Thermometer designs

Minimum and maximum thermometers
Image 1 Wh.1931 and Wh.2109. Minimum and maximum thermometers made by W.E. Pain, early 20th century. Image © the Whipple Museum.
A bimetallic thermometer
Image 2 Wh.5184. A bimetallic thermometer made by the firm Bréguet, c. 1845. Image © the Whipple Museum.

Maximum and minimum thermometers

In 1790, Professor Daniel Rutherford (1749-1819) invented maximum and minimum thermometers as a way of recording the highest and lowest temperature recorded over a certain timespan. Both instruments were simple bulb thermometers set, one above another, on a single frame.

An ivory index inside the thermometer tube marked the highest or lowest level of the liquids. In the case of the minimum thermometer, spirit was used, and for the maximum gauge mercury was employed. Rutherford's design was soon improved, as mercury tended to leak beyond the maximum index. A blued steel index in the shape of a dumbbell replaced the original ivory marker.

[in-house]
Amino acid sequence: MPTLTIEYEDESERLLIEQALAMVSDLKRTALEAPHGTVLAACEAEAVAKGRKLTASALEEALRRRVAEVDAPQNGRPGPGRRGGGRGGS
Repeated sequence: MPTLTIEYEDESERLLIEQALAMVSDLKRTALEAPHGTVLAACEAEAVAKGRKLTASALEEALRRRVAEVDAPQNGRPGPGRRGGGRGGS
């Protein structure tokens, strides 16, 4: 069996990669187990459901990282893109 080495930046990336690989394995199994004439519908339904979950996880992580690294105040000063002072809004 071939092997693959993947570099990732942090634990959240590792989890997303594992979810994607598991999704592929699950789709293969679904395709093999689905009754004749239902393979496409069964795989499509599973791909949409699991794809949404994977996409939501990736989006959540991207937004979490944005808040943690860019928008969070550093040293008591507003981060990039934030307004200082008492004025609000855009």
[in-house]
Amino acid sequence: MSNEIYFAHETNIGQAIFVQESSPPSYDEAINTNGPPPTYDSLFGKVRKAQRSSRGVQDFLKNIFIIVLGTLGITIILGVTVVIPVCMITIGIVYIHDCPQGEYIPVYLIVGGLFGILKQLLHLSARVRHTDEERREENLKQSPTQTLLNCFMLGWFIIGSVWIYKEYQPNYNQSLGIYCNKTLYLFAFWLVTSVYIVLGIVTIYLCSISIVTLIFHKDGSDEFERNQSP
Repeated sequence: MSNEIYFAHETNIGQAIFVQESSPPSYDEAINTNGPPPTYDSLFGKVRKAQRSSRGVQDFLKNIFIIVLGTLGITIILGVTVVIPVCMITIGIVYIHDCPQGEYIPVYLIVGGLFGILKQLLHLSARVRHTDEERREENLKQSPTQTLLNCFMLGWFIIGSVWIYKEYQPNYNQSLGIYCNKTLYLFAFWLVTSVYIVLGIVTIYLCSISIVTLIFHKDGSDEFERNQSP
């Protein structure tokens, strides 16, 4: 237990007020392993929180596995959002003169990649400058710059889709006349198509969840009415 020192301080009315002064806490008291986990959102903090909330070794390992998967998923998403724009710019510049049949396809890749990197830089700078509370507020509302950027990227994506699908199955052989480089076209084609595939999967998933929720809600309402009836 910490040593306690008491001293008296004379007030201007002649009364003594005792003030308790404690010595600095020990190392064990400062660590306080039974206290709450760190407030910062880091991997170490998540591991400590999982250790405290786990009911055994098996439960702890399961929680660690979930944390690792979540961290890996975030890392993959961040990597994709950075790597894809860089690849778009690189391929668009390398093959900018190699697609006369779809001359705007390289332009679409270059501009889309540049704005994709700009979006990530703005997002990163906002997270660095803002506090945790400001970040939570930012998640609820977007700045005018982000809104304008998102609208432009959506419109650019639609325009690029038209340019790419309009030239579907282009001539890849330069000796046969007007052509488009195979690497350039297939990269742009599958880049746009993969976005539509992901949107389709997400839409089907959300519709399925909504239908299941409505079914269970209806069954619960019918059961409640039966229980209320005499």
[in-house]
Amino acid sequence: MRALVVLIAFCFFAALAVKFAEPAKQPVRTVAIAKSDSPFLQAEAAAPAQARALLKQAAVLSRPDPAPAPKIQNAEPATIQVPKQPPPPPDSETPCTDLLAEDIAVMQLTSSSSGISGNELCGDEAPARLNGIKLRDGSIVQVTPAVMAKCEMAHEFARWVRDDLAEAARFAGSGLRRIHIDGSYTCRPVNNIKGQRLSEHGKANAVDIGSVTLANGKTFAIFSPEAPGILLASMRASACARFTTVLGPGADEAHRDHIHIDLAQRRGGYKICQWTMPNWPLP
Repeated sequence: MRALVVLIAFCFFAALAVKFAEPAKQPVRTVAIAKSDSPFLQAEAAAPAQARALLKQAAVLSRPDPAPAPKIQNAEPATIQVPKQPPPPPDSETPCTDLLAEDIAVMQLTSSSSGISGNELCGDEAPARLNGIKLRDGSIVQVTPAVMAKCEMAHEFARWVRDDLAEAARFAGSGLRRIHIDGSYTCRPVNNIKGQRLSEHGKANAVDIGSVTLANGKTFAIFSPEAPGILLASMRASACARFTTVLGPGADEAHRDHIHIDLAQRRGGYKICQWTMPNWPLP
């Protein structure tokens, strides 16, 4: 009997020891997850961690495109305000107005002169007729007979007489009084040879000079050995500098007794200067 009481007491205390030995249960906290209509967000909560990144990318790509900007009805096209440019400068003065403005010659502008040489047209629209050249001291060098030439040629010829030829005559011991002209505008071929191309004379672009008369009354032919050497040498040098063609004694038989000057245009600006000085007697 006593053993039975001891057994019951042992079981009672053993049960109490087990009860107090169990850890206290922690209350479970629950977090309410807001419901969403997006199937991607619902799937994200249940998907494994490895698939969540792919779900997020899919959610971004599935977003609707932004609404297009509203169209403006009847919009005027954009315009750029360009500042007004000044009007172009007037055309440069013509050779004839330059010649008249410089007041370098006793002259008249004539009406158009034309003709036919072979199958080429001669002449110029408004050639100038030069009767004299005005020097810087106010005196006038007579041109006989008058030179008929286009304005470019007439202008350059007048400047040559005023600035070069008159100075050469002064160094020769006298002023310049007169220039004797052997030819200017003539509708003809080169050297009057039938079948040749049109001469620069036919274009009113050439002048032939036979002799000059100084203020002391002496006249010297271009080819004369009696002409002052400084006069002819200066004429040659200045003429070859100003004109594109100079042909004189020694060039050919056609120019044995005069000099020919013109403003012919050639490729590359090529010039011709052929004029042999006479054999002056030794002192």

These minimum and maximum thermometers (Image 1) were made by Walter E. Pain (c. 1836-c. 1909), who lived on Sidney Street in Cambridge and was elected Fellow of the Royal Meteorological Society in 1864. Pain monitored the temperature of Cambridge and its vicinity and produced reports for the Meteorological Society.

Deformation thermometers

Bimetallic or deformation thermometers depended on different expansion rates of two metal strips set into a curl. As the temperature changed, the curvature of the metal curls also changed and moved a pointer along a marked temperature scale (Image 2).

It remains unclear when bimetallic technology began to be applied to thermometry. An early description of an English bimetallic strip of copper and iron was mentioned by Johann Heinrich Lambert (1728-1777) in his Pyrometrie oder vom Maße Feuers und der Wärme (1779). In 1767, the American astronomer and mathematician David Rittenhouse (1732-1796) described a pocket thermometer that contained a bimetallic mechanism.

The invention of the trimetallic thermometer is generally attributed to the horologist Abraham Louis Bréguet (1747-1823) who used a helical tri-metallic strip, made of platinum, silver, and gold, to produce a very sensitive thermometer. Unfortunately, the mechanism in this particular thermometer was too delicate for meteorological work, since even a small breeze upsets the instrument, and it therefore served principally as a display of Bréguet's excellent craftsmanship. The bimetallic thermometer pictured on the right was made by Bréguet and also uses a helical strip.

Allison Ksiazkiewicz

Allison Ksiazkiewicz, 'Thermometer designs', Explore Whipple Collections, Whipple Museum of the History of Science, University of Cambridge, []

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